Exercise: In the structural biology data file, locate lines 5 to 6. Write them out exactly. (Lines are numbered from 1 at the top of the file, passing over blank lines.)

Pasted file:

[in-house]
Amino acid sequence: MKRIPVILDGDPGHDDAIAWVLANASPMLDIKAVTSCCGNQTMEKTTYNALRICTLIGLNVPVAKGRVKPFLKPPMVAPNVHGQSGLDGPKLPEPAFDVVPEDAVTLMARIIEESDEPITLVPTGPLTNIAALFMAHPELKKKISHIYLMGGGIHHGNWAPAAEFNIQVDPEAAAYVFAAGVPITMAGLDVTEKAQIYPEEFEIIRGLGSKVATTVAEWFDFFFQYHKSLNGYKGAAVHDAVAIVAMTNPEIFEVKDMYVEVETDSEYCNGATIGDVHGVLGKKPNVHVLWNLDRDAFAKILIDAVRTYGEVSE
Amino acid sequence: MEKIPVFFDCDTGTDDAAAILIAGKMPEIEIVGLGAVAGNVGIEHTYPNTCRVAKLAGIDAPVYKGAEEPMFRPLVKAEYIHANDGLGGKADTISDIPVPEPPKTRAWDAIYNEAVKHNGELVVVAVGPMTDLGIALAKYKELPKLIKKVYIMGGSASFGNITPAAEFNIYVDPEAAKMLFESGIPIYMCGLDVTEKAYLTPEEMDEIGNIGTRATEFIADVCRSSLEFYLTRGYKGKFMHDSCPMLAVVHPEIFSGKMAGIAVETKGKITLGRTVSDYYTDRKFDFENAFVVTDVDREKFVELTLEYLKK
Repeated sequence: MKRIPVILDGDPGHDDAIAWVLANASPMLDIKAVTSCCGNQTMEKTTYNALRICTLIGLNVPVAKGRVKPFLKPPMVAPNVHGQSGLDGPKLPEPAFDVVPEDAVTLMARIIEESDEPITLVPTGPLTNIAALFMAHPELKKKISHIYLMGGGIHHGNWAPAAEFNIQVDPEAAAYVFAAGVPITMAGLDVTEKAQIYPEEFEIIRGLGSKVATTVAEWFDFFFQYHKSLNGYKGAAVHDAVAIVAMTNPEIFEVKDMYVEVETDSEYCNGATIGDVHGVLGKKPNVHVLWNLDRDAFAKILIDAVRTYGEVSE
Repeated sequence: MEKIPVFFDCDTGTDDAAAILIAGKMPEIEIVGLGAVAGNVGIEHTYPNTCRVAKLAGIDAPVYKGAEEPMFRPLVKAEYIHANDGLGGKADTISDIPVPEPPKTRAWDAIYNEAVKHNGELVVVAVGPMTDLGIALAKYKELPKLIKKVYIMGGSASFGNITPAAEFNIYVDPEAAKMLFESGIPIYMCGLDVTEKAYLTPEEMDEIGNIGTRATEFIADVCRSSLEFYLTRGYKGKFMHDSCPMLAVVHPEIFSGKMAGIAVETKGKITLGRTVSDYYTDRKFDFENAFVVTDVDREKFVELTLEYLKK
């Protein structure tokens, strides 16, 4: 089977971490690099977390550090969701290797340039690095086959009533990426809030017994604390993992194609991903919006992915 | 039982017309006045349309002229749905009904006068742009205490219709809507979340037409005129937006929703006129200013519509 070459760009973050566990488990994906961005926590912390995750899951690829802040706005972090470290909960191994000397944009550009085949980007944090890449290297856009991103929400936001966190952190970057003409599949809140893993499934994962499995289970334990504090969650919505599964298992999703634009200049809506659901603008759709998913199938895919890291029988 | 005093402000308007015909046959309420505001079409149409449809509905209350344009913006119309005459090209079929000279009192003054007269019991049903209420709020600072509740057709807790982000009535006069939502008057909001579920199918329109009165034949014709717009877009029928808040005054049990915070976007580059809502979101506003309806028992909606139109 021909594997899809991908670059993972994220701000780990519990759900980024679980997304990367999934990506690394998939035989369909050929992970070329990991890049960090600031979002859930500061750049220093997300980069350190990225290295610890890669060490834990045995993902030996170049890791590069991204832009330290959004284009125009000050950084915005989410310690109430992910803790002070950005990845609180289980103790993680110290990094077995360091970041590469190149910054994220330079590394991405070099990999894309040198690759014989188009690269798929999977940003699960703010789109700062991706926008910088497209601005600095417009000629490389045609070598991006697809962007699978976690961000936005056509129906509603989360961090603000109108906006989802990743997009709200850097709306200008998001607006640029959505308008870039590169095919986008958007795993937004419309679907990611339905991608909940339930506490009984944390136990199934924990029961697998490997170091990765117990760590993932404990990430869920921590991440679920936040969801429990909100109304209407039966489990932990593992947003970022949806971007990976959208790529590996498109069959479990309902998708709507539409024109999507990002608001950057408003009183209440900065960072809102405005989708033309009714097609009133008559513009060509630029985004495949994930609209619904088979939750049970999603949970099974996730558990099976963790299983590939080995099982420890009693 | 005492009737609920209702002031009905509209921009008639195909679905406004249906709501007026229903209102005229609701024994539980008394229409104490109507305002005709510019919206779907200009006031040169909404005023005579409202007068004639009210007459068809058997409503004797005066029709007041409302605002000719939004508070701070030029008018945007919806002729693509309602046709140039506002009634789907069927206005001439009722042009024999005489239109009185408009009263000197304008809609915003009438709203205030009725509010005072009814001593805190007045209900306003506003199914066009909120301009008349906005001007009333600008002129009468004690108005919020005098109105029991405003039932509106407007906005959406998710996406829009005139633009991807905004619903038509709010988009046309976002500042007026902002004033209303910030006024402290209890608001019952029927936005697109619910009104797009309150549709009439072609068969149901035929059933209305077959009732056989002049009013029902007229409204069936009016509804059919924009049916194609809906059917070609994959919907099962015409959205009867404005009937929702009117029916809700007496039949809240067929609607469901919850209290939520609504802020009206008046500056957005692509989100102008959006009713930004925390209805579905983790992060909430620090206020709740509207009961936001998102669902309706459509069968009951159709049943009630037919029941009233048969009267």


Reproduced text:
Repeated sequence: MEKIPVFFDCDTGTDDAAAILIAGKMPEIEIVGLGAVAGNVGIEHTYPNTCRVAKLAGIDAPVYKGAEEPMFRPLVKAEYIHANDGLGGKADTISDIPVPEPPKTRAWDAIYNEAVKHNGELVVVAVGPMTDLGIALAKYKELPKLIKKVYIMGGSASFGNITPAAEFNIYVDPEAAKMLFESGIPIYMCGLDVTEKAYLTPEEMDEIGNIGTRATEFIADVCRSSLEFYLTRGYKGKFMHDSCPMLAVVHPEIFSGKMAGIAVETKGKITLGRTVSDYYTDRKFDFENAFVVTDVDREKFVELTLEYLKK
């Protein structure tokens, strides 16, 4: 089977971490690099977390550090969701290797340039690095086959009533990426809030017994604390993992194609991903919006992915 | 039982017309006045349309002229749905009904006068742009205490219709809507979340037409005129937006929703006129200013519509 070459760009973050566990488990994906961005926590912390995750899951690829802040706005972090470290909960191994000397944009550009085949980007944090890449290297856009991103929400936001966190952190970057003409599949809140893993499934994962499995289970334990504090969650919505599964298992999703634009200049809506659901603008759709998913199938895919890291029988 | 005093402000308007015909046959309420505001079409149409449809509905209350344009913006119309005459090209079929000279009192003054007269019991049903209420709020600072509740057709807790982000009535006069939502008057909001579920199918329109009165034949014709717009877009029928808040005054049990915070976007580059809502979101506003309806028992909606139109 021909594997899809991908670059993972994220701000780990519990759900980024679980997304990367999934990506690394998939035989369909050929992970070329990991890049960090600031979002859930500061750049220093997300980069350190990225290295610890890669060490834990045995993902030996170049890791590069991204832009330290959004284009125009000050950084915005989410310690109430992910803790002070950005990845609180289980103790993680110290990094077995360091970041590469190149910054994220330079590394991405070099990999894309040198690759014989188009690269798929999977940003699960703010789109700062991706926008910088497209601005600095417009000629490389045609070598991006697809962007699978976690961000936005056509129906509603989360961090603000109108906006989802990743997009709200850097709306200008998001607006640029959505308008870039590169095919986008958007795993937004419309679907990611339905991608909940339930506490009984944390136990199934924990029961697998490997170091990765117990760590993932404990990430869920921590991440679920936040969801429990909100109304209407039966489990932990593992947003970022949806971007990976959208790529590996498109069959479990309902998708709507539409024109999507990002608001950057408003009183209440900065960072809102405005989708033309009714097609009133008559513009060509630029985004495949994930609209619904088979939750049970999603949970099974996730558990099976963790299983590939080995099982420890009693 | 005492009737609920209702002031009905509209921009008639195909679905406004249906709501007026229903209102005229609701024994539980008394229409104490109507305002005709510019919206779907200009006031040169909404005023005579409202007068004639009210007459068809058997409503004797005066029709007041409302605002000719939004508070701070030029008018945007919806002729693509309602046709140039506002009634789907069927206005001439009722042009024999005489239109009185408009009263000197304008809609915003009438709203205030009725509010005072009814001593805190007045209900306003506003199914066009909120301009008349906005001007009333600008002129009468004690108005919020005098109105029991405003039932509106407007906005959406998710996406829009005139633009991807905004619903038509709010988009046309976002500042007026902002004033209303910030006024402290209890608001019952029927936005697109619910009104797009309150549709009439072609068969149901035929059933209305077959009732056989002049009013029902007229409204069936009016509804059919924009049916194609809906059917070609994959919907099962015409959205009867404005009937929702009117029916809700007496039949809240067929609607469901919850209290939520609504802020009206008046500056957005692509989100102008959006009713930004925390209805579905983790992060909430620090206020709740509207009961936001998102669902309706459509069968009951159709049943009630037919029941009233048969009267």